When I was ready to date again, I signed up for multiple online dating services thinking a new relationship was the best cure. It wasn’t as I found it incredibly lonely to retell my life story ad nauseum, spend time with men who seemed to match what I needed on paper though reality proved quite different, and who in many cases didn’t share the truth—the beginning of fake news in retrospect. It made me feel incredibly lonely to realize that a good healthy relationship takes time and much more than finding someone who meets your height, weight, college and athletic criteria. What about the core values of really caring and sharing?
So I worked more on what my therapist said was critical: to learn to be alone but not lonely by finding activities that appealed to me and avoid those that didn’t. That took getting to know myself better. My Saturday “date” nights at home with myself involved reading books and magazines, working to get more writing assignments with a snazzy new website, preparing nice meals which I served myself with a good glass of wine—after I learned to open a bottle, and going back to my painting, my college major which I had put off for my writing career.
Of course, there were times when I still felt lonely—when it crept up on me again as I sat home several times in a row at night and wondered if this would be my permanent fate. A short-lived pity party is OK. When that happened, I learned I needed to change up my routine and see a movie in a theater with others around and buy the size popcorn I wanted or to plan a trip to see out of town friends and family. Doing so was tough initially in those cases and others. Being at a movie reminded me that most folks come as a couple or with a gal or guy pal; going on a trip was the same for most. They drove to the airport together, waited for the flight a deux, sat together, worried together when the seat belt sign came on in mid flight for severe turbulence, and even looked for their luggage together.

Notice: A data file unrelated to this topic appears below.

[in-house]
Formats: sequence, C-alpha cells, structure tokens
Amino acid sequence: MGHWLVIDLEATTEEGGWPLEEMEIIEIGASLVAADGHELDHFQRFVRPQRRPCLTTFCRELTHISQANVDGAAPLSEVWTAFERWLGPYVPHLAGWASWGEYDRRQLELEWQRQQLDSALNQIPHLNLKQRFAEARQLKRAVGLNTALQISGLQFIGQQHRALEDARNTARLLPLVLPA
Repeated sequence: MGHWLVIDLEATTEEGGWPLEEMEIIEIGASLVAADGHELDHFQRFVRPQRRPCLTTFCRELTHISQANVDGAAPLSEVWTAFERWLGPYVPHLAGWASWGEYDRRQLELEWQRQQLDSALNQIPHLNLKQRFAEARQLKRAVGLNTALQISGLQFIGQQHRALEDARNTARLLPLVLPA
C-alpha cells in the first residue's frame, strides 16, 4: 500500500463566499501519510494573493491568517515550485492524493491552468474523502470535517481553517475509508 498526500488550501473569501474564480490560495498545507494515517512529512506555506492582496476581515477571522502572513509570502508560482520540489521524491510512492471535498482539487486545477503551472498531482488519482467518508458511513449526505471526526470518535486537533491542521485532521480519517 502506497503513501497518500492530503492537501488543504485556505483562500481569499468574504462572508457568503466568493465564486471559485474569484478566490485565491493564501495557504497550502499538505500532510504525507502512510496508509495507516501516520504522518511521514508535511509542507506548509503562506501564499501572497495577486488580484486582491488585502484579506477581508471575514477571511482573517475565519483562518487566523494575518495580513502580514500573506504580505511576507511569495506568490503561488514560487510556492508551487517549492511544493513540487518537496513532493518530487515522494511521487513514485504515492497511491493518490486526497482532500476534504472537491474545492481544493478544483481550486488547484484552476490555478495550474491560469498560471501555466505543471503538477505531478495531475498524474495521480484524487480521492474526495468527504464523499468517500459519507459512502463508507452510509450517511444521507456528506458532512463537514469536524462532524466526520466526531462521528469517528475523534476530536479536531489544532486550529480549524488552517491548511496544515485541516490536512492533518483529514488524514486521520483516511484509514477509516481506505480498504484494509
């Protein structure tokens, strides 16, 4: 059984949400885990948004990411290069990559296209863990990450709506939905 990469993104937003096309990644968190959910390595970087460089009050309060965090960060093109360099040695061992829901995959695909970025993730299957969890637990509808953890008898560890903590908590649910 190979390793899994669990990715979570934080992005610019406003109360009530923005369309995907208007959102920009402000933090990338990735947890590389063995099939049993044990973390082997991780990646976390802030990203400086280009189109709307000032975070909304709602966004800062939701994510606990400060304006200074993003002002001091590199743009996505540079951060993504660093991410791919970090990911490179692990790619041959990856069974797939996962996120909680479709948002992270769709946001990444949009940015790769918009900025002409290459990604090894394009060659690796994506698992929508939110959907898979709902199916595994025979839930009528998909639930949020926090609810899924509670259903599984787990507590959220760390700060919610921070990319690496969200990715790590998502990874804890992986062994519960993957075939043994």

Gradually I began to enjoy my single state. It was better than spending an evening or day with some guy I really didn’t want to be with or who didn’t want to be with me. That was unmitigated loneliness. I got to take a Pilates class when I wanted, pick the TV shows I liked including “The Bachelor” and avoid Fox TV which one guy liked, eat dinner at the counter of my kitchen while watching the evening news if that appealed or at the counter of a restaurant and schmooze with a favorite bartender.
I can’t say I became so adept at singlehood that I never envisioned life as part of a couple again. I hoped that I would eventually meet someone but didn’t wait breathlessly or put off living and enjoying what I wanted to do. When least expected, I was fixed up almost 5 years ago with a wonderful man. We clicked. It wasn’t a case of lightning striking but a slow steady progression, from nice to like to like a lot to love. Maybe, that was because he wasn’t the fast-talking New York type of guy I had come to imagine since I was back in my native New York after more than 30 years in the Midwest. And he wasn’t the next male version of Julia Child, which I thought would be divine since I love to cook and eat and probably was reading too many cookbooks and food magazines in bed alone before he arrived on the scene.
But he has honed his cooking skills perfecting a great spaghetti Carbonara, Bolognese sauce and mushroom barley soup with my encouragement. He also raves about my cooking, especially my baking. Also, he also knows just what to say when the turn on your seatbelt sign comes on during severe turbulence—which is often what kind of wine do you want to drink, and he gives me lots of space to watch “The Bachelor” even though he has no interest. He simply goes off to another room to read. And he encourages me to go spend time with my gal pals whom he knows are so important in my life.
Avoiding loneliness takes hard work, recognition that all isn’t right with life as it is for each of us, and introspection on what best will counteract it. The payoff can be big. It can guide us to new adventures and experiences if we listen well to ourselves and learn.